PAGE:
Furniture, architecture and other works created in pre-industrial times often seem to embody a harmonious sense of design that eludes many craftspeople today. In this book, Walker and Tolpin examine traditional approaches to design that are all but lost in the modern world.
They show how cultures through the ages have designed a vast array of objects, all proportioned according to simple ratios of whole numbers, such as 1:2, 3:5 and 4:5. In a straightforward, engaging style, the book remains grounded in the application of these principles to woodworking design, taking subject matter that many find daunting and making it easily approachable.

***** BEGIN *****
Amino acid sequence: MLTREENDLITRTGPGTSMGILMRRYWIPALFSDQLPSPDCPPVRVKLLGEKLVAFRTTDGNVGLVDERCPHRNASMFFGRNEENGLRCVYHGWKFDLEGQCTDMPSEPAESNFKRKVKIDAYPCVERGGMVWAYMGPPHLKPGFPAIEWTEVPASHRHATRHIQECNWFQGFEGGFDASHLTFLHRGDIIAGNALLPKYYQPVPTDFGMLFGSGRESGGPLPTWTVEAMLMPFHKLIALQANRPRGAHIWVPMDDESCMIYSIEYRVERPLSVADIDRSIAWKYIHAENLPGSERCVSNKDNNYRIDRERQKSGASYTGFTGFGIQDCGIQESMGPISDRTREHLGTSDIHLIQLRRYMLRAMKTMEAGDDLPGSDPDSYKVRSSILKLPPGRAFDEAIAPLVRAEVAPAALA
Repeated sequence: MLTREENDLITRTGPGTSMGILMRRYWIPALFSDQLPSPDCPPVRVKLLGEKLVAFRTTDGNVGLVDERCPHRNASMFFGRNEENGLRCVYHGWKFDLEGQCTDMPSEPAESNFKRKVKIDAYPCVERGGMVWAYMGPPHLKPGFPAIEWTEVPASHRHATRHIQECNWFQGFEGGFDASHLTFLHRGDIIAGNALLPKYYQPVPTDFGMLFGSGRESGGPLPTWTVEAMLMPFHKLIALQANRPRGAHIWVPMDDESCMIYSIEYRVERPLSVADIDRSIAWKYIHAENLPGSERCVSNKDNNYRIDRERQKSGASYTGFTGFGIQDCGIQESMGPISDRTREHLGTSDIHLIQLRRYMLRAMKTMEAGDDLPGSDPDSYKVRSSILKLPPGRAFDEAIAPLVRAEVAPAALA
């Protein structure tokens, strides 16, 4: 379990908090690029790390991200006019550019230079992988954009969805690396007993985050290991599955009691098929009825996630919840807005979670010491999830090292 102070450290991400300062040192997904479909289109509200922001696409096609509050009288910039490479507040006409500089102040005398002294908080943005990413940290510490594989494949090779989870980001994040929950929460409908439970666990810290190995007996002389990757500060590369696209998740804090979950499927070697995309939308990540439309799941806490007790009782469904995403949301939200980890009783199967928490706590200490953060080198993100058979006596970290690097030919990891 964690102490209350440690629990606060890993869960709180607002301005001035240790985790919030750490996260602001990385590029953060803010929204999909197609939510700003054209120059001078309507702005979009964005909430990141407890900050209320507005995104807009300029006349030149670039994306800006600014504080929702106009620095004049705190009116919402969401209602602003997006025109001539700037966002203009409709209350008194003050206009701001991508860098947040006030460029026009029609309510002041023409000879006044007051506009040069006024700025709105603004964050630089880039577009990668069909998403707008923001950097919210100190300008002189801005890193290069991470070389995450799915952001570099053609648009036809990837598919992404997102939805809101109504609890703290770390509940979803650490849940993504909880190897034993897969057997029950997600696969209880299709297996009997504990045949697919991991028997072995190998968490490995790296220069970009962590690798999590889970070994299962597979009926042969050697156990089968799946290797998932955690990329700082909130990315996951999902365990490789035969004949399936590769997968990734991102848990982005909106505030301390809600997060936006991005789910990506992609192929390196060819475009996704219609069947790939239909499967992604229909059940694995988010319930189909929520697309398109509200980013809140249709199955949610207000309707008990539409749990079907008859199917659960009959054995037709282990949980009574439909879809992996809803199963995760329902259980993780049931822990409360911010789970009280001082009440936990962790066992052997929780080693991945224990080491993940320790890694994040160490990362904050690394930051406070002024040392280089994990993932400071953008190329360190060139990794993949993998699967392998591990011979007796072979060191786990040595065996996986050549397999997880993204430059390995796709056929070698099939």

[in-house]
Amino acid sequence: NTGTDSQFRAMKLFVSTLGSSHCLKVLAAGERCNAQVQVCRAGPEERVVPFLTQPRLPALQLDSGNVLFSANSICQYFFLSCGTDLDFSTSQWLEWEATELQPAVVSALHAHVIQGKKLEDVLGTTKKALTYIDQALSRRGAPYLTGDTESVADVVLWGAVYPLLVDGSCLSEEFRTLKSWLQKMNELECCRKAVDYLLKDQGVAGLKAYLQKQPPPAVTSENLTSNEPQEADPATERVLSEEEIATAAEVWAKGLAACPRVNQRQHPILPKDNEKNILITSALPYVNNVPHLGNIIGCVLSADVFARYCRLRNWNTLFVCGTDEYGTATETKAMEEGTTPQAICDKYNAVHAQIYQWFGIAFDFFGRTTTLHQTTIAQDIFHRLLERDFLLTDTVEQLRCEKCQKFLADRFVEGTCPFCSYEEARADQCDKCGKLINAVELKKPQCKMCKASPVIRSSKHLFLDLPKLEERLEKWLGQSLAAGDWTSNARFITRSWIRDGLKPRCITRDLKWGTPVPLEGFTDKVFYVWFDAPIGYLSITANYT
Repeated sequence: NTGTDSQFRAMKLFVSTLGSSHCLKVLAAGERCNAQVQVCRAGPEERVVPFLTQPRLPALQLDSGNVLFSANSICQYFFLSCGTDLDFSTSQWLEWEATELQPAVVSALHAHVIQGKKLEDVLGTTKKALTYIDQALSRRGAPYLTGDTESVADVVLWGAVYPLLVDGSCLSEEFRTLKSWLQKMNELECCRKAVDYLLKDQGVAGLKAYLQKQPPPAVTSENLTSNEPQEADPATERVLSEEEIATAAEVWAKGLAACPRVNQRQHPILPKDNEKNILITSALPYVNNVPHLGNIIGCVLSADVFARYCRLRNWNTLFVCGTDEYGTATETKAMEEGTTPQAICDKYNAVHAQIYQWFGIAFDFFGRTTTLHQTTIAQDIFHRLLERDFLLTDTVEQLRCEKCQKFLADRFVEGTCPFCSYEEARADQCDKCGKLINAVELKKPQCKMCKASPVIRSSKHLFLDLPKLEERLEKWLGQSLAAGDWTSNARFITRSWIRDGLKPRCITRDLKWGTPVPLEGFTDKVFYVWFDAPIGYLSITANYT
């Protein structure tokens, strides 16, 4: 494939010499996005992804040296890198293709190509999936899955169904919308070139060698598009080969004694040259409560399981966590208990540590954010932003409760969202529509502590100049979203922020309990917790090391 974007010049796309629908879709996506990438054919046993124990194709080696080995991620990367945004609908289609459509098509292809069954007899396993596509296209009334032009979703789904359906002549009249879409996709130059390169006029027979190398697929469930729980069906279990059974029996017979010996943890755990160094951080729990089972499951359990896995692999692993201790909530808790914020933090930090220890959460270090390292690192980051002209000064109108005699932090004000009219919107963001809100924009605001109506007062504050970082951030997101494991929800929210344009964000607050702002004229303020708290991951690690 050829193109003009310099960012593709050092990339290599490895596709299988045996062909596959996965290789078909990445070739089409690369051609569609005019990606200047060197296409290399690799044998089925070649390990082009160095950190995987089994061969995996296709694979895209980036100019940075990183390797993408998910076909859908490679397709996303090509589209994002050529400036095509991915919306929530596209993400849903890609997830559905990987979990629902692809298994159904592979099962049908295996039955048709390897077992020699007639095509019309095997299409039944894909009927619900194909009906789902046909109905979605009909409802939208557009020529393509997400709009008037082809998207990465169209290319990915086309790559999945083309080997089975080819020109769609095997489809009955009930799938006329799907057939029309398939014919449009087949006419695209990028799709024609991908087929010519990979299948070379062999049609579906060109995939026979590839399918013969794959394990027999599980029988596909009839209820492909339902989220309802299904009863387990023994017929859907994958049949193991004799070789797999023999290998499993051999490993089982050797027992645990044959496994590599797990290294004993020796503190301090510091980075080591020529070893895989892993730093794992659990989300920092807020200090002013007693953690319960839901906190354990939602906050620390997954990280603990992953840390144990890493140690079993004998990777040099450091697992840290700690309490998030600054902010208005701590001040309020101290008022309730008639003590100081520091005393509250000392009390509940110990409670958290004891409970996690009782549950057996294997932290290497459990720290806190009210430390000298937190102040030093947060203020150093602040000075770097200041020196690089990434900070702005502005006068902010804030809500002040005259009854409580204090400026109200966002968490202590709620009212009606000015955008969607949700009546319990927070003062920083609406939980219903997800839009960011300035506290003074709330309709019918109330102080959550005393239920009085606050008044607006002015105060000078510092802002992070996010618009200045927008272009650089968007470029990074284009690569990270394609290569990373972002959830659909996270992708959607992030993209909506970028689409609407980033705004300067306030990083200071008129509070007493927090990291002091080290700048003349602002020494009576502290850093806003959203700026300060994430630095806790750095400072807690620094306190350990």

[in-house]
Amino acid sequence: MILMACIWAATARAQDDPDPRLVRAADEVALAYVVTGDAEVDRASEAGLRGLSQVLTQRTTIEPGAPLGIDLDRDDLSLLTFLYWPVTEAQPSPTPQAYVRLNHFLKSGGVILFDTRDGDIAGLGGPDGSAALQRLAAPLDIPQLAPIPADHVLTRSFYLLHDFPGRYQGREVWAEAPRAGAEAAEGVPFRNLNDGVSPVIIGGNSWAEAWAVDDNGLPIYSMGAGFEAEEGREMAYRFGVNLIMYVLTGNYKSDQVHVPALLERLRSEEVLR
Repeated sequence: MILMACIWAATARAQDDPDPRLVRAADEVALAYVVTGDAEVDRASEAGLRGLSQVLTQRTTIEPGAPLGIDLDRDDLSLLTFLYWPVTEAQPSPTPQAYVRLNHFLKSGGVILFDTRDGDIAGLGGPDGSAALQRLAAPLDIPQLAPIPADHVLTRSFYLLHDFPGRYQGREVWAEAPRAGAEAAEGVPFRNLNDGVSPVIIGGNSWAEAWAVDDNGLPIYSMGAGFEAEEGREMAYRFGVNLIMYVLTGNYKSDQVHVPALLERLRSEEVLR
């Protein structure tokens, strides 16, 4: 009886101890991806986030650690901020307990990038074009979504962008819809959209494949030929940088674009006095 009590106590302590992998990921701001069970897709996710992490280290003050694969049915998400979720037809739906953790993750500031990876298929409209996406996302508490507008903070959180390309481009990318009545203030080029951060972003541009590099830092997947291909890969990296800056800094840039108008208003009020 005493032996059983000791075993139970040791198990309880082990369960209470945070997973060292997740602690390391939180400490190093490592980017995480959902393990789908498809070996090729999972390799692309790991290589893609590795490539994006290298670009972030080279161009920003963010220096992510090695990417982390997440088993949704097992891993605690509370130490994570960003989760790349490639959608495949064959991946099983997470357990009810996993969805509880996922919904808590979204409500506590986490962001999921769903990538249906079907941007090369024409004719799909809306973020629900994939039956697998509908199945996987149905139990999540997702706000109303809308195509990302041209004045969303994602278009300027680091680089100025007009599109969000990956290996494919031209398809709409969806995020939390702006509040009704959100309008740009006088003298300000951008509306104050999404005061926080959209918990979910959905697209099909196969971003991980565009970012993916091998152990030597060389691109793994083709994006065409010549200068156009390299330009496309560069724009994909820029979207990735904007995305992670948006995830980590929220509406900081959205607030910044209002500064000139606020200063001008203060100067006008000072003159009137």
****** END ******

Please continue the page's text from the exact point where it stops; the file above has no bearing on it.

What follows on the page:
It outlines quick techniques you can use in your workshop, such as how to compose aesthetically pleasing curves and tapers or develop molding profiles, using only a set of dividers, a straightedge, a pencil – and, most important, your hands and eyes. As practice exercises, it includes nine project plans based on the concepts covered, including a step stool, a lap desk, a tool tote, a side table and a vanity.
Illustrated with clear, useful diagrams and color photos, the book is printed on high-quality 80 lb stock. Smyth-sewn hardcover, 6" × 9", 186 pages, 2013.